Cleveland Volcano Comes Alive

I spend a lot of time monitoring the volcanoes of the Aleutian arc, such as I am able to given that only a few out of the 90 or so volcanoes there have web accessible seismographs and lately Mt. Augustine looks quite interesting on those (for all the wrong reasons), but there are none on Mt. Cleveland. To keep up with what that one is doing one has to rely on reports from pilots and satellite photos. AVO tells us:

“Without a real-time seismic network on the volcano, AVO is unable to track local earthquake activity related to volcanic unrest, provide forecasts of eruptive activity, or confirmation of explosive, ash-producing events. AVO is monitoring the volcano using satellite data as it becomes available. Such data suggests that effusive eruption of the lava dome in the summit crater is possibly continuing.”

Okay, fair enough guys, but how come you couldn’t just steal a seismograph from Mt. Wrangell (which has been doing absolutely nothing forever) and put it there? Mt. Cleveland is far more interesting. Well I guess not, because AVO tells me that it would cost them up to $250,000.00 to instrument Mt. Cleveland, and much as they would like to do it funding is an issue. No surprise there in this economy.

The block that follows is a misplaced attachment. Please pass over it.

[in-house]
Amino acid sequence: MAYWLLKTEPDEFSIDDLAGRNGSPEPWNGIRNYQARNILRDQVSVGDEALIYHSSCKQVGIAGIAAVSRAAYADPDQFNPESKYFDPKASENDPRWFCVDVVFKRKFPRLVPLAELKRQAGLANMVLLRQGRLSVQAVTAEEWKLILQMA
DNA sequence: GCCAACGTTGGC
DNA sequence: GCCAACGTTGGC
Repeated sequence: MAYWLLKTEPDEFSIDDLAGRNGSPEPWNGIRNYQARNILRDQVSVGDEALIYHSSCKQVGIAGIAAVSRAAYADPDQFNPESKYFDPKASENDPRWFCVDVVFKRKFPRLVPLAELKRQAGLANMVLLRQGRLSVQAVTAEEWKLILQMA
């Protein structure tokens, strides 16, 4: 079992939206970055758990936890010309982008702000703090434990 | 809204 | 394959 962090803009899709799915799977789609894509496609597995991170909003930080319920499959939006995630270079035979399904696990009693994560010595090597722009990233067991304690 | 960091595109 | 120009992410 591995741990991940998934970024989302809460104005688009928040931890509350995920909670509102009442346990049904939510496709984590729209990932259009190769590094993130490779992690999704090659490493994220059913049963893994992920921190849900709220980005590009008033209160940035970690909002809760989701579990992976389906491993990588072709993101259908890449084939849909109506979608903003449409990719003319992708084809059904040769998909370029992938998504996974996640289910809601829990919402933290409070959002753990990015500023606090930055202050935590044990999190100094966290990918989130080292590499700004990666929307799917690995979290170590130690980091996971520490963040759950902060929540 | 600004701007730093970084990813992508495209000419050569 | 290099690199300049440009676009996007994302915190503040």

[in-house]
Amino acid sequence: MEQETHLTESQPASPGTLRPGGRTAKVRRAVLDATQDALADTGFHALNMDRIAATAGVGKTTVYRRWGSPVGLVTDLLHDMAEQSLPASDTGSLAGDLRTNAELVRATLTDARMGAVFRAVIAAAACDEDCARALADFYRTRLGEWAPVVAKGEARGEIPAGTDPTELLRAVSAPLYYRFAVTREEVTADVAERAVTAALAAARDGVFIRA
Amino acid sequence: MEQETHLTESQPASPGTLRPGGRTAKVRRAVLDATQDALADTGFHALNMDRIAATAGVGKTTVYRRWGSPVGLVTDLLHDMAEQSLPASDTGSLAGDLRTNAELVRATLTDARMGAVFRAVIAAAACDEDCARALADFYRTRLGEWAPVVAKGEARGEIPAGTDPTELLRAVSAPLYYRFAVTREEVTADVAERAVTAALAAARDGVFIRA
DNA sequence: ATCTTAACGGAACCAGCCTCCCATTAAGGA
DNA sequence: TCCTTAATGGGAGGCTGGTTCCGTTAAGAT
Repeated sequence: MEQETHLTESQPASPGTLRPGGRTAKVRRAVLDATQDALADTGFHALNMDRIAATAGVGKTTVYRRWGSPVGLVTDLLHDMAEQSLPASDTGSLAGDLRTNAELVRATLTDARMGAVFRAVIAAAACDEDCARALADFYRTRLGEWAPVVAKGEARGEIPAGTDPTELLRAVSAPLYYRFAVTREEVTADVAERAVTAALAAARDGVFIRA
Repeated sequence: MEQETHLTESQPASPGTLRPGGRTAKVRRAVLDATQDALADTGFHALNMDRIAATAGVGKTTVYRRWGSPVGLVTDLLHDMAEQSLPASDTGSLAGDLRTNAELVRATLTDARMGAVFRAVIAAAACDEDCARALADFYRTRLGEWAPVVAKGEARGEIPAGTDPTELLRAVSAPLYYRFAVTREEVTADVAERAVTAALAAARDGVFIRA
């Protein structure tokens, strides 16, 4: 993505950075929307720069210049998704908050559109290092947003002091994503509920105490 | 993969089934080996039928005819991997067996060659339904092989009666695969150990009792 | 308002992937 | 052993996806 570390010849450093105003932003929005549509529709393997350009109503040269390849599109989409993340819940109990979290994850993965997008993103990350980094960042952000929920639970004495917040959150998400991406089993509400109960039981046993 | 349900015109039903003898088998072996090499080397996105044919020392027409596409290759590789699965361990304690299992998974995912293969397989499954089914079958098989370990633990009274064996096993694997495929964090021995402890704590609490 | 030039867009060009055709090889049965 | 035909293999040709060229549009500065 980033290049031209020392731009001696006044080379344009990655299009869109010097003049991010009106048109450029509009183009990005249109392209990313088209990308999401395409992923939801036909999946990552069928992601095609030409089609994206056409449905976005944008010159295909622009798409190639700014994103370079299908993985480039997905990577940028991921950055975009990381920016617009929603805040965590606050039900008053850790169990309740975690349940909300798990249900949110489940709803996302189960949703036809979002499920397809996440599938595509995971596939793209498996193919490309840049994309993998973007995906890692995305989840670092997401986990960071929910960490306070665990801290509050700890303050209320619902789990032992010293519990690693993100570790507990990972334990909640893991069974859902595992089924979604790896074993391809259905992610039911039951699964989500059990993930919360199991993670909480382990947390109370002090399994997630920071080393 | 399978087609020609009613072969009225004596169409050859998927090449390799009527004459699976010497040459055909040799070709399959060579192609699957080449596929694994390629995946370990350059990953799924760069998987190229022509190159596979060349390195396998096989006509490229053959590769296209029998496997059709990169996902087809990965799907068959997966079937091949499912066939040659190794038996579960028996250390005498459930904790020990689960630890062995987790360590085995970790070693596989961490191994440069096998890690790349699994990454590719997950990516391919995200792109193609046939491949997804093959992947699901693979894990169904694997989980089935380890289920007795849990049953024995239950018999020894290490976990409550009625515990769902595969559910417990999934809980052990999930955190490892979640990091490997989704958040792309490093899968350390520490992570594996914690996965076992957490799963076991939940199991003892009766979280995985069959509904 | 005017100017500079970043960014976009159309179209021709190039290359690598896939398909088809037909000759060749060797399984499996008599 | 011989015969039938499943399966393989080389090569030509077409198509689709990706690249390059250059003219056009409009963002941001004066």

Fortunately we do have a pretty good picture of the lava dome building in the crater there.

Now this lava dome, as you other volcanogeeks well know could contribute to an explosive eruption as it grows and plugs up the vent. There have been lava flows running down the flanks of the volcano for some time now, and as that magma comes up the vent of the volcano it sticks to the lava dome in the crater, continuously adding to it in an all too familiar scenario preceding many other violent plinian eruptions, Mt. St. Helens being a recent example.

What happens is that the magma cannot get out of the vent, and the mountain starts swelling as magma intrudes into every crack and crevice it can work it’s way into. Eventually the pressure blows the cork in the central vent, or in extreme cases, such as St. Helens, it produces a lateral eruption, blowing out an entire flank of the volcano.

Fortunately no one lives on the island Cleveland is on, so there are not likely to be civilian casualties, unless a plane flies through it’s ash cloud and crashes into the sea. It’s located as shown below:

Cleveland has of course erupted in the past, and we have an excellent picture of it’s eruption in May of 2006.


About Martina Vaslovik

Volcano nerd and seismogeek
This entry was posted in Uncategorized, Volcanology. Bookmark the permalink.

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